The Chaco Flip EcoTread has a cult following, and for good reason. For years, this has been the choice for climbers and boaters alike. People that demand not only performance but expect their flops to hold up for close to a decade. This is by far the most rugged, best-built sandal we tested; hold a pair in your hand, and this becomes evident. They are not the lightest model we tested, but with their weight comes an exceptional level of durability. The footbed can feel stiff at first, so if you're looking for a plush pair straight out of the box, the Chaco might not be for you. However, if you're willing to put in the time to break this contender in, you'll be rewarded with a loyal piece of footwear for years and years. Get rad or go to a wedding; this model will outperform almost all others on the market.
Read review Chaco Flip EcoTread
Top scoring for comfort
Gimmicky bottle opener
Air heel doesn't age well
Like the Ohana, the Fanning has dominated the award podium since we started this review in 2011. Not much has changed in the design, and it doesn't have to. This sandal still delivers great traction, comfort, and fit. It's so ubiquitous online that you can usually find it at a discount, making it an even better deal. We still think a bottle opener on the sole of a sandal is about as smart as having one on a toilet brush. But it doesn't get in the way, and some people must love it. We also don't love the look of the air heel and are not sure it does much. But those little grips aside, this sandal performs near the top and priced well.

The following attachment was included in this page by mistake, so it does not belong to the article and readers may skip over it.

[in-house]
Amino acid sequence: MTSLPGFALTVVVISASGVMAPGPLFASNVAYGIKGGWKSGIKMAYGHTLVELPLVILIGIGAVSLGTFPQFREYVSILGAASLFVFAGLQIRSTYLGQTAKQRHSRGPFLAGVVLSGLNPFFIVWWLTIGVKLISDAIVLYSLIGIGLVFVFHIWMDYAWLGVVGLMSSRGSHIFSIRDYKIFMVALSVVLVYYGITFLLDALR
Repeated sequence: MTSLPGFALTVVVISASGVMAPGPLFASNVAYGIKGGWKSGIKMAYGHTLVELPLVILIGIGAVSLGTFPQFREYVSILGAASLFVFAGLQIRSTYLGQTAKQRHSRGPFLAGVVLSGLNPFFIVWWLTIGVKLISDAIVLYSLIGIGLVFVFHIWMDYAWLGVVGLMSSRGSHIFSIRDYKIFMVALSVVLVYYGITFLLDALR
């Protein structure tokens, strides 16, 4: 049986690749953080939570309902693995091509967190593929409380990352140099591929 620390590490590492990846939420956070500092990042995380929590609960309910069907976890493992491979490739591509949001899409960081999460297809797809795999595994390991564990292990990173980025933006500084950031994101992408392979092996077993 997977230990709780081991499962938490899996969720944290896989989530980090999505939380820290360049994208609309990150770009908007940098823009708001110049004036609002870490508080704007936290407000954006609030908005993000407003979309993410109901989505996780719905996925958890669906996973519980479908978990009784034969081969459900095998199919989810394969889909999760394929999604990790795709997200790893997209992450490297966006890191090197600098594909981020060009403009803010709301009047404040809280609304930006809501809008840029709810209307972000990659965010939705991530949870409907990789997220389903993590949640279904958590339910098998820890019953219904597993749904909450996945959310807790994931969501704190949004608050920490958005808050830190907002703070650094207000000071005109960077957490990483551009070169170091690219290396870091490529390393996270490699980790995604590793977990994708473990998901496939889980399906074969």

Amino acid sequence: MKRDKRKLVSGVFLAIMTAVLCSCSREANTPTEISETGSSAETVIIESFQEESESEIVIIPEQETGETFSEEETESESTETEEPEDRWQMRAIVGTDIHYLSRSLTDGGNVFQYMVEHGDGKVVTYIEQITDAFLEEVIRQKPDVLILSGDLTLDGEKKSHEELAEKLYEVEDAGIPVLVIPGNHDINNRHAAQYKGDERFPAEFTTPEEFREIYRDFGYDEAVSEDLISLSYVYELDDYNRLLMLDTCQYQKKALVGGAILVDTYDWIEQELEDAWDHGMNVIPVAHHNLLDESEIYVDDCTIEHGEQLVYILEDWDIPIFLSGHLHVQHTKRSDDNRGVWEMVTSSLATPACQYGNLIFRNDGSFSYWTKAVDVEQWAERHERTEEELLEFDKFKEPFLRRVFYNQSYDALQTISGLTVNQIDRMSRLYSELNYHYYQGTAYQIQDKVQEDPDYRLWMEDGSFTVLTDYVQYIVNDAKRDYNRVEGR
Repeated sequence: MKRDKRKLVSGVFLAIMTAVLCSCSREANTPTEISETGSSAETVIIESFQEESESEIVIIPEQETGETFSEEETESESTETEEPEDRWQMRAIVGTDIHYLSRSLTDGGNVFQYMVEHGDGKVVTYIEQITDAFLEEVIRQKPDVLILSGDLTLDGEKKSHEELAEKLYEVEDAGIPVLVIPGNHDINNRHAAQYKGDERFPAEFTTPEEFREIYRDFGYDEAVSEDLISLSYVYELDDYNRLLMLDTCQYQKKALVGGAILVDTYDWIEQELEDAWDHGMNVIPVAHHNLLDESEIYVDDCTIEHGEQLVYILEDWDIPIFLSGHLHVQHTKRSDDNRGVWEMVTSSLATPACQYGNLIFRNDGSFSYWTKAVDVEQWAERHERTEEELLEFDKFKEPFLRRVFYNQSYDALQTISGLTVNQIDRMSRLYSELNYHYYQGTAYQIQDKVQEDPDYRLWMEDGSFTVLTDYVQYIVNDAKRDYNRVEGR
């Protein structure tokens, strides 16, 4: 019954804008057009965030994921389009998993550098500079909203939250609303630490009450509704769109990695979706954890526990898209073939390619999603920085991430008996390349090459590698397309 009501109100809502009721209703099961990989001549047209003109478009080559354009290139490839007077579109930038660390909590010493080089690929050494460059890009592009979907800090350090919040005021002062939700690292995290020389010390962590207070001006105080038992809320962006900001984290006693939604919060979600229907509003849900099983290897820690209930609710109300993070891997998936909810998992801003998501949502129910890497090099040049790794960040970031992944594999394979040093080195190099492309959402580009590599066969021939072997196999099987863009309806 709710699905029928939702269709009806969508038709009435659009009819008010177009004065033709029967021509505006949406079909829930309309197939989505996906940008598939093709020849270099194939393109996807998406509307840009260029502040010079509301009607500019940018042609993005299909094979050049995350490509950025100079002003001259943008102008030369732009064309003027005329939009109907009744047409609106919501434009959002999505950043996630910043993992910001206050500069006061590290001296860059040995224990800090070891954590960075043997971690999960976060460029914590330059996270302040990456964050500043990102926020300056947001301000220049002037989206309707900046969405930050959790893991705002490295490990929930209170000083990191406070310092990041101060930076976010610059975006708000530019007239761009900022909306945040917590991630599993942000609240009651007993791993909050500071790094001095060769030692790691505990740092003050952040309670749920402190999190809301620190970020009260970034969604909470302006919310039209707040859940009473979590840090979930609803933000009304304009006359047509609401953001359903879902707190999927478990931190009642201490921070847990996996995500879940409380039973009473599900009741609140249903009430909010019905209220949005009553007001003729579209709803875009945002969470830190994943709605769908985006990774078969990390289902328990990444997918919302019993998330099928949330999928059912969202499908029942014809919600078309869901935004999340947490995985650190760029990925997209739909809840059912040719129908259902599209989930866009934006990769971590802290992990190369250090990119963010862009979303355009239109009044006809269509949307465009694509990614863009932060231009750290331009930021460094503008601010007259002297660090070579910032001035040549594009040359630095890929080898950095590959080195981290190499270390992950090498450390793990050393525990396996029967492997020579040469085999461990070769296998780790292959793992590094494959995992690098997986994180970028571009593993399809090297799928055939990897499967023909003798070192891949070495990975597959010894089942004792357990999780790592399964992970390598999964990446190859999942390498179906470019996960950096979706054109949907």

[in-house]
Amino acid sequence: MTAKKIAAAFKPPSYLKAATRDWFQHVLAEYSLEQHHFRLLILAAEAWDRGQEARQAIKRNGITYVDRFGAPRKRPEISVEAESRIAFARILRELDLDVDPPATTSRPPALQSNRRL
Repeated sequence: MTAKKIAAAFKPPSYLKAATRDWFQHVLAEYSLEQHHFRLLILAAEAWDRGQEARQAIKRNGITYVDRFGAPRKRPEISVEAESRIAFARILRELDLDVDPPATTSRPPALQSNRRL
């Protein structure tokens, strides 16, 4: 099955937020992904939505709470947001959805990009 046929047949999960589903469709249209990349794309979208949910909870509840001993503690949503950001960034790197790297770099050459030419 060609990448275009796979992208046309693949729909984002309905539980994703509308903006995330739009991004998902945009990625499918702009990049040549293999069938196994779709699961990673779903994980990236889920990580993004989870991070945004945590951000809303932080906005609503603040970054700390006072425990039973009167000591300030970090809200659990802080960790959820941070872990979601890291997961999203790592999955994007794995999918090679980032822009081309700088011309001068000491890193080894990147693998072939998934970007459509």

Read review Reef Fanning
Whether hanging out in the backyard or going on a long hike, we wore these flip flops everywhere
Why You Should Trust Us
This review is brought to you by the expert duo Matt Bento and Sam Piper. Matt has been a member of Yosemite Search and Rescue since 2016, but before that he spent a lot of time on the road, driving all over the US to different climbing destinations, multiple times. This kind of lifestyle can and has equipped Matt to recognize the finer points of flip flop design and performance. He is joined by Sam, who has worked as both a ski patroller and paramedic for Denali Rescue. In addition, Sam holds certifications in Avalanche Level II, swift water rescue, and Wilderness EMT-B. He also enjoys rock climbing, skiing, and travel, and is no stranger to the role comfortable footwear like flip flops play in frequent and various activity outside.
Before any sandals were worn, the work of this review began with market research. We looked at over 60 potential models of flip flop from various manufacturers, before deciding on the 14 strongest and most promising contenders discussed here. The actual testing was simply a lot of use, for everything. We wore them through water, scrambling across granite slabs, and in airports. They got passed around to multiple testers for various opinions for several months. Key performance areas of a flip flop were identified and scrutinized in the process. The result of all this is this comprehensive review, which you can now use to get into a pair of comfortable and functional flops for yourself.